KUALA LUMPUR, Oct 4 — A businessman’s RM6 million cheques given as a purported “political donation” should have been passed in 2017 to Barisan Nasional directly, instead of being handed over to then deputy prime minister Datuk Seri Ahmad Zahid Hamidi and paid out to a law firm, the prosecution said today.
The prosecution today was presenting its arguments in the High Court on why Ahmad Zahid has to be called to enter his defence over eight bribery charges, including two charges involving the RM6 million cheques.
Under these two corruption charges, Ahmad Zahid was accused of having on April 26, 2017 corruptly received gratification from Datasonic Group Berhad’s director Chew Ben Ben in the form of two cheques issued by Sarana Kencana Sdn Bhd for RM5 million and RM1 million — which were made payable to law firm Lewis & Co — as a “reward”.
Under the same two charges, Ahmad Zahid was accused of having received the two cheques totalling RM6 million as a reward for his role as the home minister then in carrying out any transactions that later led to Datasonic Technologies Sdn Bhd’s appointment to supply Malaysian passport chips for five years through direct negotiation between this company and the Home Ministry.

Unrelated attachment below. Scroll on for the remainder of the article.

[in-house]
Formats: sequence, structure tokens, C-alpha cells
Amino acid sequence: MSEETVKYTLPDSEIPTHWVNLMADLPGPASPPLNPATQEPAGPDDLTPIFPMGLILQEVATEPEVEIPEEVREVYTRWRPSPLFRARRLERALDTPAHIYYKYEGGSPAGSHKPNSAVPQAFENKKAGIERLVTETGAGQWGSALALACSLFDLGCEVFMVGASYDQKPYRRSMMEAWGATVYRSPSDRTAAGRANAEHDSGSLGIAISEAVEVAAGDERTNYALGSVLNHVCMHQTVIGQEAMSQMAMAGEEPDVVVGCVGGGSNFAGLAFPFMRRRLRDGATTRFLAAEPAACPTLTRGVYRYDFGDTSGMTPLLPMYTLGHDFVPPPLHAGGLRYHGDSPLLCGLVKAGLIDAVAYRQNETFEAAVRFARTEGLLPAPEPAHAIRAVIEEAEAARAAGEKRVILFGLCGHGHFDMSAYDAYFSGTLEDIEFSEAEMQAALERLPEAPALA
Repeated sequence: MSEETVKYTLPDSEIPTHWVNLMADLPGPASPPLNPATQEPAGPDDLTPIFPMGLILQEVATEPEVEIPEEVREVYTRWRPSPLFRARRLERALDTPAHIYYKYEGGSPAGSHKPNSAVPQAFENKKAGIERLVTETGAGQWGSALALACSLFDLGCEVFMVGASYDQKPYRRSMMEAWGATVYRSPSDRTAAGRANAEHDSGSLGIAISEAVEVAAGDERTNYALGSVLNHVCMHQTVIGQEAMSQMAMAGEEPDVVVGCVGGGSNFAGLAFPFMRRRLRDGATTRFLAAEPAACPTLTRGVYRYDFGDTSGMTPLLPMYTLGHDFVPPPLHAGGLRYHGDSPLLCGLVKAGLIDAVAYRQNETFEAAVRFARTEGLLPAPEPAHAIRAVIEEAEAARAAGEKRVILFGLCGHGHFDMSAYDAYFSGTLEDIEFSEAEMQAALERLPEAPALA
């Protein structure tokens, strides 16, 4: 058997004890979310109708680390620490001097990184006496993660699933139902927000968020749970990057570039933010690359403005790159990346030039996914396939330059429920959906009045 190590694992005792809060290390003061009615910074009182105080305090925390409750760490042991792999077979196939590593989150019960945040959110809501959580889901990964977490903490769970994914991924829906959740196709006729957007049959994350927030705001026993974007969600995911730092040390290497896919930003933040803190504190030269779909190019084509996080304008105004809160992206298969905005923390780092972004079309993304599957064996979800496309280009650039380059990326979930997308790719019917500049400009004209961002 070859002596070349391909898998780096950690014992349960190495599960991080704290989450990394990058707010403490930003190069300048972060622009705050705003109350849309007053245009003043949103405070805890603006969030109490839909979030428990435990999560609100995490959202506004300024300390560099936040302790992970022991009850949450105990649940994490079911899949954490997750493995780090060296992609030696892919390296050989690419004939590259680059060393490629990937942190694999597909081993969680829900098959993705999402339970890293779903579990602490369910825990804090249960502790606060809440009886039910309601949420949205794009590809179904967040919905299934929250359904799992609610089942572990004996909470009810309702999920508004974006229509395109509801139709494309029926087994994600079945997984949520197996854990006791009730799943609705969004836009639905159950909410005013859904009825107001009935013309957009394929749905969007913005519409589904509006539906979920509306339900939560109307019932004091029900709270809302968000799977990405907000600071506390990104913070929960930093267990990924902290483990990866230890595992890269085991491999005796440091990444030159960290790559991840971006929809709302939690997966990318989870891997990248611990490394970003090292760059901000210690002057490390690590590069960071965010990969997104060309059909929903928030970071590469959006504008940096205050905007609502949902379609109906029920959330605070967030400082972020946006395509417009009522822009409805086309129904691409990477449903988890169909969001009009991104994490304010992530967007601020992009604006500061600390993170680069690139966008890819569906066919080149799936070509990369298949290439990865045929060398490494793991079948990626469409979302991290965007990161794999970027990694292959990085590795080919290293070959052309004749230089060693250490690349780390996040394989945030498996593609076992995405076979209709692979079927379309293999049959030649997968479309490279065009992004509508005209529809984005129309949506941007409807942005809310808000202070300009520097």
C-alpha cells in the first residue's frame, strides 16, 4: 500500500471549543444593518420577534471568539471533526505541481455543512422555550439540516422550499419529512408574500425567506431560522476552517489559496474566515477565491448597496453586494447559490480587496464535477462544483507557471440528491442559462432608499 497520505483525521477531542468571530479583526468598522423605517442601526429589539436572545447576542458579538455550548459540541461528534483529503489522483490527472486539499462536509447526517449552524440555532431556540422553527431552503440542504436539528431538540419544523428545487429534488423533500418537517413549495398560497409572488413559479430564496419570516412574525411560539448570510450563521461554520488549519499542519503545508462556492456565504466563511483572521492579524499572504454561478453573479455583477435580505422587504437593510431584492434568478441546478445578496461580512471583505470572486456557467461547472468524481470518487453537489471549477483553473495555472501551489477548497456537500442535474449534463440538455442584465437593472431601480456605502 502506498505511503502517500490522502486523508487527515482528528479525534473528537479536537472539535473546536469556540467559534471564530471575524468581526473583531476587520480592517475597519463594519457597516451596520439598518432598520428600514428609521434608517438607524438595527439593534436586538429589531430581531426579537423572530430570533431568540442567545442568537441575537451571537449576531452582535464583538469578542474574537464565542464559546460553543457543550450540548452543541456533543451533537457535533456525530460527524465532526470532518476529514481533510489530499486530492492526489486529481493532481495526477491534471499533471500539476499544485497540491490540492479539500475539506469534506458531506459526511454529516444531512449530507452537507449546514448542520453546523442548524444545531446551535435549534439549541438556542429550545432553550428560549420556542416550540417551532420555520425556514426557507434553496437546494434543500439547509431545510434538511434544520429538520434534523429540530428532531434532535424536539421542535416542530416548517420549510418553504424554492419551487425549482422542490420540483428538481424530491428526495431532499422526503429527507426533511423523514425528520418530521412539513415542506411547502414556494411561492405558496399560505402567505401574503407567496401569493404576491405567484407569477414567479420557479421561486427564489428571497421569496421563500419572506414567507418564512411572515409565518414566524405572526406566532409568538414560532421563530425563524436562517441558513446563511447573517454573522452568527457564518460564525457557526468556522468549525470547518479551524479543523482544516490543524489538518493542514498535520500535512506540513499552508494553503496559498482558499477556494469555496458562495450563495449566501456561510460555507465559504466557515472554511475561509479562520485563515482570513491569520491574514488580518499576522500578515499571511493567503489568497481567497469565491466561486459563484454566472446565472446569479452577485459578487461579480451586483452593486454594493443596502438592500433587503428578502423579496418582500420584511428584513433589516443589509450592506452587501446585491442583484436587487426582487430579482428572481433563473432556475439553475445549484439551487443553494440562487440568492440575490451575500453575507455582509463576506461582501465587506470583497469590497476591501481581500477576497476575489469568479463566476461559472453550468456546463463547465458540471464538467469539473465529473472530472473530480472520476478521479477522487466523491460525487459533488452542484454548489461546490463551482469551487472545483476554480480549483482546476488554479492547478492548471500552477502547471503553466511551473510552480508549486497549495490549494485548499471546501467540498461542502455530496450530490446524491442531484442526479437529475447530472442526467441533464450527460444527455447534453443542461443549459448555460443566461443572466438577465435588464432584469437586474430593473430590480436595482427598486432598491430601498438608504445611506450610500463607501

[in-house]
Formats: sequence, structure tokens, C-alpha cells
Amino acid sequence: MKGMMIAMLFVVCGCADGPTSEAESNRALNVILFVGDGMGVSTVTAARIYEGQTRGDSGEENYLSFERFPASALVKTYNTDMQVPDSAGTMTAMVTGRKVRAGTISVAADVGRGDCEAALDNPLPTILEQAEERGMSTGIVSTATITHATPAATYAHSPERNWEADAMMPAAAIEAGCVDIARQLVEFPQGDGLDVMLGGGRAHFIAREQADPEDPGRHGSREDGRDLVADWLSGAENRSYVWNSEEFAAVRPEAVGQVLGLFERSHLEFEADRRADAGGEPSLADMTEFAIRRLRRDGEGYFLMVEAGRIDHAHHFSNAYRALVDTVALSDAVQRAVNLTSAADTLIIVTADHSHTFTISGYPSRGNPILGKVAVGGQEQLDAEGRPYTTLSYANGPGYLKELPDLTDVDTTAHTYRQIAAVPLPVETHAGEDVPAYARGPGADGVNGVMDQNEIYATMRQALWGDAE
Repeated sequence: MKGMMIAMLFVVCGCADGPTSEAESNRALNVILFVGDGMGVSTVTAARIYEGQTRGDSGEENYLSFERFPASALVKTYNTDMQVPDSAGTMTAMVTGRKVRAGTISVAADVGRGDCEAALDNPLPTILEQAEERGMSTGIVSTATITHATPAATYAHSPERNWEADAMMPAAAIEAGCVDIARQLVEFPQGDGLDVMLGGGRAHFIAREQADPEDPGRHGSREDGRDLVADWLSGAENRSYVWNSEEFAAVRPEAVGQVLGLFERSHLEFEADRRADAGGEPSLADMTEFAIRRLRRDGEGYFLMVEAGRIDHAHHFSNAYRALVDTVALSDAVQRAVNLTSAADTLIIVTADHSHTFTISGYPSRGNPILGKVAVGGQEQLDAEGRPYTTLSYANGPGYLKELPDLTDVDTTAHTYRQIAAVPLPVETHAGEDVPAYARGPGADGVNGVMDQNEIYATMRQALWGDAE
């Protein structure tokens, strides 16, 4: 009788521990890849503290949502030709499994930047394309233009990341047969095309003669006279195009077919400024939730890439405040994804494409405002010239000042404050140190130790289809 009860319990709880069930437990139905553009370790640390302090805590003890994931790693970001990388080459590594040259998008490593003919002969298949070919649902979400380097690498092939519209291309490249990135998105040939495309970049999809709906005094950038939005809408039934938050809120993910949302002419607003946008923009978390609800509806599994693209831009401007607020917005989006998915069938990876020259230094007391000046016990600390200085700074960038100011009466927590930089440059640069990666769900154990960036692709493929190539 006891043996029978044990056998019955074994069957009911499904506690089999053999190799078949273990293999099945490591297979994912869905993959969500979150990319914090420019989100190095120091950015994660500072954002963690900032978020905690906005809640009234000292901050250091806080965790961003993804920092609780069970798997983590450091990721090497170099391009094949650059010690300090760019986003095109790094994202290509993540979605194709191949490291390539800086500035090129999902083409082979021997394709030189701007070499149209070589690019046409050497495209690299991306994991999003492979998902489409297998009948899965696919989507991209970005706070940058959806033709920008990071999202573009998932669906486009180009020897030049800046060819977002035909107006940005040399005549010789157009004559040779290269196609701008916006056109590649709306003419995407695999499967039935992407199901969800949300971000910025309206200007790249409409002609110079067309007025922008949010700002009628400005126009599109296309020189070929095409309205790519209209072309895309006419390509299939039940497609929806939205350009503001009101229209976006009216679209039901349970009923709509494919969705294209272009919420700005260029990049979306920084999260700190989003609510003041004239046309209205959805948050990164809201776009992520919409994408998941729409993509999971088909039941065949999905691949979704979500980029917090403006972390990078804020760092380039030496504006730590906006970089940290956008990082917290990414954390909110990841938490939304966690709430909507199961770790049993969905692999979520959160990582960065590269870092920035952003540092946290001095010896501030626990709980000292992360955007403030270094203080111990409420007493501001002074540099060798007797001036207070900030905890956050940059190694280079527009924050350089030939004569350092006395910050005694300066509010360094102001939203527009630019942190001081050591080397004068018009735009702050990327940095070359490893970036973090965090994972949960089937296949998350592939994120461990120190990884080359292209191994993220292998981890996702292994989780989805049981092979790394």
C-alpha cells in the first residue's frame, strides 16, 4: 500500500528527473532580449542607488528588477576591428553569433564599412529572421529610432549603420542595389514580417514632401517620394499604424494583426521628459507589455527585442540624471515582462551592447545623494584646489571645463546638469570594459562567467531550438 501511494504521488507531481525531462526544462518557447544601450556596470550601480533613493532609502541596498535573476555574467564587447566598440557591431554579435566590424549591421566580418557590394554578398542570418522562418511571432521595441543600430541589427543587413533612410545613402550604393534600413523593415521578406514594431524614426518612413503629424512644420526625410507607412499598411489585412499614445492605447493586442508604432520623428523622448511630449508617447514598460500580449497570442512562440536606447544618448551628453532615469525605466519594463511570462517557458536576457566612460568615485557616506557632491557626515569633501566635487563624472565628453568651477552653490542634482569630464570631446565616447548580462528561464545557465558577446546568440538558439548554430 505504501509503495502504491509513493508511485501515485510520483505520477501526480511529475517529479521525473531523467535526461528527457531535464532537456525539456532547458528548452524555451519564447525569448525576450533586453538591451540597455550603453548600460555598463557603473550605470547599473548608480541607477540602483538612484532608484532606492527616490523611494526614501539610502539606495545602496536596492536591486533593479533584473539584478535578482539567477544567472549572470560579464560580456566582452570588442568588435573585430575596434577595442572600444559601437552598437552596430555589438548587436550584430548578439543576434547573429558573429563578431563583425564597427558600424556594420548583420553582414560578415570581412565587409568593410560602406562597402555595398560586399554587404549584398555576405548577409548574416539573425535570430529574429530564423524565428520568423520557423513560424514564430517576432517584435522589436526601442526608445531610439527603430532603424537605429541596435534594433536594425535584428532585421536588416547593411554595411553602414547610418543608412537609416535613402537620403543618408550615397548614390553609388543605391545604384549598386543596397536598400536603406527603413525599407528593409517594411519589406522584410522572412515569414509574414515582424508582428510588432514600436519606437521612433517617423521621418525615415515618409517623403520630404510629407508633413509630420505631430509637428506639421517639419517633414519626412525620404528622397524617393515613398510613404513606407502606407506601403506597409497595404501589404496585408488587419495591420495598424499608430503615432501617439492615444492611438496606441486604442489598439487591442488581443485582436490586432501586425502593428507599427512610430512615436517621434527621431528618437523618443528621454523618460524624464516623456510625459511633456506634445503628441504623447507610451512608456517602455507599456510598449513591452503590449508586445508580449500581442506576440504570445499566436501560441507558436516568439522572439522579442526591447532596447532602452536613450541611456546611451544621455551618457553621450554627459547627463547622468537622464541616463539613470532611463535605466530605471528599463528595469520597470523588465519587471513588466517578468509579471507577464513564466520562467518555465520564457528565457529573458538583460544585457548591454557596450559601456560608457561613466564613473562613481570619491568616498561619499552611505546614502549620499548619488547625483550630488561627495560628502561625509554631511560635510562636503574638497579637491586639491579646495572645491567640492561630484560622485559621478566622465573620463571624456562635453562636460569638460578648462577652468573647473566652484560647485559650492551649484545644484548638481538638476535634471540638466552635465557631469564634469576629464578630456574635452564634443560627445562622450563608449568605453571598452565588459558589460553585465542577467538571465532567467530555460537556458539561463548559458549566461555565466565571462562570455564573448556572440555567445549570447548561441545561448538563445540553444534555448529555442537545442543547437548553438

Today, deputy public prosecutor Gan Peng Kun noted that Ahmad Zahid’s lawyers had sought to rely on the claim by two former Datasonic Group officials that the RM6 million was not meant for bribery.
“The defence submitted the 32nd prosecution witness (Datasonic Group Berhad’s then chief executive officer Datuk Abu Hanifah Noordin) and the 34th prosecution witness (Datasonic Group Berhad’s then deputy managing director Chew Ben Ben) said the money is not a bribe, it is a political donation, and that is the end of the matter as that is direct evidence from the prosecution witness,” Gan said in explaining what Ahmad Zahid’s lawyers had previously argued in court.
(Abu Hanifah retired from Datasonic Group Berhad on January 31, 2020, while Chew resigned from the same company in March 2021.)